Local chef, culinary students help those in need this Thanksgiving

By: Kristyne E. Demske | St. Clair Shores Sentinel | Published November 24, 2015

 Ele Shepherd, a hospitality studies instructor at the Michael Berry Career Center in Dearborn Public Schools, prepares meals at the high school.

Ele Shepherd, a hospitality studies instructor at the Michael Berry Career Center in Dearborn Public Schools, prepares meals at the high school.

Photo by Sarah Purlee


ST. CLAIR SHORES — As families sit down this holiday week, heaping plates with turkey, stuffing, cranberry sauce and more, the unfortunate truth is that not everyone can experience this bounty.

That’s why Chef Darrel Shepherd, his family and some of his students in the South Lake High School culinary arts program took time a few weeks early to prepare a Thanksgiving feast for hundreds of people in need in the city of Detroit.

“It was really rewarding because you see families, children, people of all different levels of economic strata in Detroit,” Shepherd said. “They’re so grateful. It really is a rewarding experience for all of us.”

Shepherd said his mother, Ele Shepherd, who is a hospitality studies instructor at the Michael Berry Career Center in Dearborn Public Schools, instilled in him early on that those who are more fortunate need to take the opportunity to give back to those who don’t have the same opportunities.

“It was just something we did every year on Thanksgiving. That’s the way my mom brought us up,” he said. “My mom raised us as, we were fortunate and it was our duty as fortunate people to share that.” 

That’s why Shepherd, his wife, Mary, his daughter, Alexis, and his mother, as well as Marsha Salome — the culinary arts program’s paraprofessional — and volunteers from Mary Shepherd’s employer, Expeditors International of Washington Inc. in Romulus, delivered 300 hot Thanksgiving meals to the Neighborhood Service Organization on Third Street in Detroit Nov. 14. 

The meals were made with help from all of the culinary arts students at South Lake, and assembled from 7 a.m. to noon with help from five students, who volunteered to come in and cook on a Saturday morning.

Darrel Shepherd said he first involved his students with the project in 2014, when he partnered with the Eimers Foundation to deliver the meals. This year, he said, they arranged for delivery on their own, but his students loved the opportunity to help others. 

“It gives you a feeling of well-being and satisfaction. I wanted to share that with my kids. It helps them look outside their circumstances and see that there are other people they can help,” he said. “When you give high school students the opportunity to do something kind or good, they’ll take it.”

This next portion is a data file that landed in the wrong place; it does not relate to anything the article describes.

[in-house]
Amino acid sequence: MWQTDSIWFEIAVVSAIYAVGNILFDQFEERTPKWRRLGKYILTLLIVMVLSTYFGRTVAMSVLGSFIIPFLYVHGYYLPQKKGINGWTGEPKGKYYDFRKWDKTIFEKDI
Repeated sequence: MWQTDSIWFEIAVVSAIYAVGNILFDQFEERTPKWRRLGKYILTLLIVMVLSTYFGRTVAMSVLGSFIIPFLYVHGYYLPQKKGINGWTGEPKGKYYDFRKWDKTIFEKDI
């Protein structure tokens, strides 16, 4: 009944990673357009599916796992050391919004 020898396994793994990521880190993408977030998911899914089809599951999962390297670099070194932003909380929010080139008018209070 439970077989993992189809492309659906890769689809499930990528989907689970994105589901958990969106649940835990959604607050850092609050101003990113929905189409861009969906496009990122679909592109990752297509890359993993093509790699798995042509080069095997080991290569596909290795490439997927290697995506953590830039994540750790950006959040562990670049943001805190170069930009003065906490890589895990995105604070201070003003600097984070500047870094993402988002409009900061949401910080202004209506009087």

The students and Shepherd prepared more than 300 Thanksgiving meals with turkey, dressing, collard greens, candied yams, mashed potatoes and gravy and, with the use of the school district’s truck, brought it downtown — still hot — to deliver. The school, the Woods Church (which holds services in the school building) and Expeditors International of Washington Inc. also collected more than 200 blankets and 100 coats to be distributed as well. 

 Mary Shepherd said that the donated items all found new homes in 40 minutes, and that it was rewarding to see families and children coming forward to find items that they liked and would help keep them warm this winter.

“It really kind of morphed from trying to help feed the community where there was a need, to involving students and giving them something more beyond themselves,” she said.

She said she’s amazed at how large of a project the “Giving Thanks” day has grown into, since it began just as a family event with four people participating.

Darrel Shepherd said they always bring Thanksgiving dinner a few weeks early to make sure the homeless are remembered on more than just one day.

“Thanksgiving is a busy day for contributions. Everyone wants to go down on Thanksgiving and help out,” he said. “A week or two before, people are still in need, so that’s why we chose a couple weeks ahead of time.

“As culinary (arts teacher) and chef, food is our tool to change the world, and if we can feed somebody or make somebody’s day brighter with food, it’s rewarding for us,” Shepherd said. “My students don’t come from means. There are a lot of working-class kids here. When they have the opportunity to give back, they love it. 

“They really enjoy it and they embraced it.”